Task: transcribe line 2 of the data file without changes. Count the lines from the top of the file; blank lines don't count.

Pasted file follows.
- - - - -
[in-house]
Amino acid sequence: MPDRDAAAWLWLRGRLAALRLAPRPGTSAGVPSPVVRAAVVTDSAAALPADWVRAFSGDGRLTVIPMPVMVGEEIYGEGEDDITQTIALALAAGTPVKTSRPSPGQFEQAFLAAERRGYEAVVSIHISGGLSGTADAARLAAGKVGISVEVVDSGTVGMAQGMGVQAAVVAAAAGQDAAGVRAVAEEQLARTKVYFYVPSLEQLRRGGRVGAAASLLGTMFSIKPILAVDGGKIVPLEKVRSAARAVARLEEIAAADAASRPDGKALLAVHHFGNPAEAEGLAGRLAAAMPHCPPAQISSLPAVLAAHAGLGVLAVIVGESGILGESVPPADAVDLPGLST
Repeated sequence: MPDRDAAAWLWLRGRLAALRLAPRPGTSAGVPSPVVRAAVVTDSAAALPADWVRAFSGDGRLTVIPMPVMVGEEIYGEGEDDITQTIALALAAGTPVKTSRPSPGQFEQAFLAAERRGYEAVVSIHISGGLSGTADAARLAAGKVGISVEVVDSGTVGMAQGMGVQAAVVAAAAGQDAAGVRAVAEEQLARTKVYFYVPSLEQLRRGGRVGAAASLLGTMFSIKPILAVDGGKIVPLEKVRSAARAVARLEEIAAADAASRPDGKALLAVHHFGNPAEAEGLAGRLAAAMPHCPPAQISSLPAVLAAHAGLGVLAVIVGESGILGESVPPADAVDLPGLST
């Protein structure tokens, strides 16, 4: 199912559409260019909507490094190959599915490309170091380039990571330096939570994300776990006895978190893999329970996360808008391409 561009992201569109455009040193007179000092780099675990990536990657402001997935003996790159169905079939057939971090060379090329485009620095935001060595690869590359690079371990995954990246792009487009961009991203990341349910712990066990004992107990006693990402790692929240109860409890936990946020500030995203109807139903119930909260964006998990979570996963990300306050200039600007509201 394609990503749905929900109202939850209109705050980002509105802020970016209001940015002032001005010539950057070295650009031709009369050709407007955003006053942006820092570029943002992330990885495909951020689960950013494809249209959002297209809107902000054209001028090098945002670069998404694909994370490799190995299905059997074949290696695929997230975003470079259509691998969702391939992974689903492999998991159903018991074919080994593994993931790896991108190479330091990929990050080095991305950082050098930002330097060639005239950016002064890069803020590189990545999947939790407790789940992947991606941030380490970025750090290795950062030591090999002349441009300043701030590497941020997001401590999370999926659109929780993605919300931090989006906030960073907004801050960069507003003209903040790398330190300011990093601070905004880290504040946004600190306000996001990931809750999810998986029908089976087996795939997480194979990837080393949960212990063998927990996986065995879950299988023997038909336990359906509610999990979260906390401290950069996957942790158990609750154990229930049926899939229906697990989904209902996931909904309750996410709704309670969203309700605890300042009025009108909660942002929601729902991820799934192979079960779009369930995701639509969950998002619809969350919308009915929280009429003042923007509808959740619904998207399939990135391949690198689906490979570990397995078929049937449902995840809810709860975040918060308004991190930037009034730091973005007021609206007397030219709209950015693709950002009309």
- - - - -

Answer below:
Amino acid sequence: MPDRDAAAWLWLRGRLAALRLAPRPGTSAGVPSPVVRAAVVTDSAAALPADWVRAFSGDGRLTVIPMPVMVGEEIYGEGEDDITQTIALALAAGTPVKTSRPSPGQFEQAFLAAERRGYEAVVSIHISGGLSGTADAARLAAGKVGISVEVVDSGTVGMAQGMGVQAAVVAAAAGQDAAGVRAVAEEQLARTKVYFYVPSLEQLRRGGRVGAAASLLGTMFSIKPILAVDGGKIVPLEKVRSAARAVARLEEIAAADAASRPDGKALLAVHHFGNPAEAEGLAGRLAAAMPHCPPAQISSLPAVLAAHAGLGVLAVIVGESGILGESVPPADAVDLPGLST